Corbyn is a Bennite Eurosceptic leading a party with a fervently pro-Remain membership that needs to hold and win a slew of Leave-voting constituencies to form a government. To date, Corbyn’s approach to this problem has been to try to allow Brexit to happen without Labour’s fingerprints on it. But the parliamentary arithmetic is making this increasingly difficult to pull off. What Labour does will be crucial to what happens.
Labour members want a second referendum, but Corbyn has all but abandoned this as an option. This will cost him support. They won’t be singing ‘Oh, Jeremy Corbyn’ at Glastonbury this year.
If Brexit does go through, a split in the Labour party is highly likely as Nick Cohen writes in this week’s issue. Many of Corbyn’s strongest internal critics have stayed in the party in the hope that they could use Labour to stop, or significantly soften, Brexit. If they fail in that attempt, they’ll have little reason left to stay. Another factor is that many Labour MPs felt they could safely remain in the party at the last election because Labour was so far behind in the polls that there was little chance of Corbyn becoming prime minister. But he’ll start the next campaign within striking distance of No. 10.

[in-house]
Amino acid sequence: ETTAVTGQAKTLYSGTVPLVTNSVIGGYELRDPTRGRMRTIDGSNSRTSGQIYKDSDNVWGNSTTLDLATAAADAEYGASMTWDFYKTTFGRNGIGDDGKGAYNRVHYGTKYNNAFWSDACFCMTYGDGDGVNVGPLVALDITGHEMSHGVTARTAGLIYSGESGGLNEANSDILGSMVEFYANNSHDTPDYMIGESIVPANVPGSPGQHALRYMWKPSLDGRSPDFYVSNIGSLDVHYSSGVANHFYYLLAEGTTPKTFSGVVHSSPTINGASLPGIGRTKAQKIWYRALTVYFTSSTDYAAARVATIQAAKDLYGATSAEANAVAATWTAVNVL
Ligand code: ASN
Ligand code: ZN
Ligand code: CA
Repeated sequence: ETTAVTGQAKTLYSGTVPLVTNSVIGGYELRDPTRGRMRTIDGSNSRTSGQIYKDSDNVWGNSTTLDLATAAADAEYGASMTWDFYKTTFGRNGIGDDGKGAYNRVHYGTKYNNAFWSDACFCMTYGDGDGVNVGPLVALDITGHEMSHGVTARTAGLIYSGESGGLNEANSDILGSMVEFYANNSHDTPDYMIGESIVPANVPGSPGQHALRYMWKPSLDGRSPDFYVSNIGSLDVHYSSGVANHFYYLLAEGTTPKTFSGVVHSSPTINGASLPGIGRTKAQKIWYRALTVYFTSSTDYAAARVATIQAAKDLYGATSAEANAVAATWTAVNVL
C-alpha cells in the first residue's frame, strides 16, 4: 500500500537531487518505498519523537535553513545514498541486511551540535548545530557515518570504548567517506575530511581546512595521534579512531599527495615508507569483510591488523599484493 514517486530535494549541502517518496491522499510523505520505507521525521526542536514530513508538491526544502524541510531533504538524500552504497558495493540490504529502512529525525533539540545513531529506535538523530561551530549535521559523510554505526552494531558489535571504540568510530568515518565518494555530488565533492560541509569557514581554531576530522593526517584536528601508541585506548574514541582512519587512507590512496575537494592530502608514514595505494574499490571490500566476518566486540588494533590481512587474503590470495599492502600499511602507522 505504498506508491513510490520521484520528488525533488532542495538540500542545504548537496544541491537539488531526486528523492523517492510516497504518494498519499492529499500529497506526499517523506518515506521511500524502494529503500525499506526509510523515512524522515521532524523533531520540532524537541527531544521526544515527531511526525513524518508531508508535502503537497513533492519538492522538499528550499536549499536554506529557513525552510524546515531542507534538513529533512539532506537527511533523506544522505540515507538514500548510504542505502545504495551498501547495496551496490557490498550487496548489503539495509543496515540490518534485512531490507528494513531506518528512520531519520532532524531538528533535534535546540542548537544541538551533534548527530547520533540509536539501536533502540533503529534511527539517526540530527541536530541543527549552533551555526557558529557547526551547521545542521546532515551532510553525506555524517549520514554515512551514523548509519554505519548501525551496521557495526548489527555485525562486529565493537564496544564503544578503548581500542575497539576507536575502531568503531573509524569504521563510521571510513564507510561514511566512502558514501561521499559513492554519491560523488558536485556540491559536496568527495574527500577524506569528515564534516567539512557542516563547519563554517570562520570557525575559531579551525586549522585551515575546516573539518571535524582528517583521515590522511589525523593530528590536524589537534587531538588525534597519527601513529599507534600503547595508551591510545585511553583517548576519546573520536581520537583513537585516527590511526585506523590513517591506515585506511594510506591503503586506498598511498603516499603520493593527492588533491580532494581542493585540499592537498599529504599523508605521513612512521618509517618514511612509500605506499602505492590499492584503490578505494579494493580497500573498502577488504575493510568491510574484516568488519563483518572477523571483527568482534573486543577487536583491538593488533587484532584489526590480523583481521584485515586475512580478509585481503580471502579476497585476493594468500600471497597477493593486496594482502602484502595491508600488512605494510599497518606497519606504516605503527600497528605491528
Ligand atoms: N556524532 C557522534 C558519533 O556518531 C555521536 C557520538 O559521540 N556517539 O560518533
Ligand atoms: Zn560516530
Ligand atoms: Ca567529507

All of this risks encouraging complacency on the Tories’ part. It is tempting for them to think that if they can somehow get a Brexit deal over the line, Labour will split and a fear of Corbyn will help stick the old Tory electoral coalition back together. Big business will come back to the Tories because it will be worried about higher taxes under Labour. That same fear will bring upper-income Remain-inclined voters back into the fold. Simultaneously, those traditional Tory voters disappointed that May’s Brexit isn’t hard enough won’t want to risk putting an old-fashioned left-winger into No. 10 and will swallow their anger and vote for the party.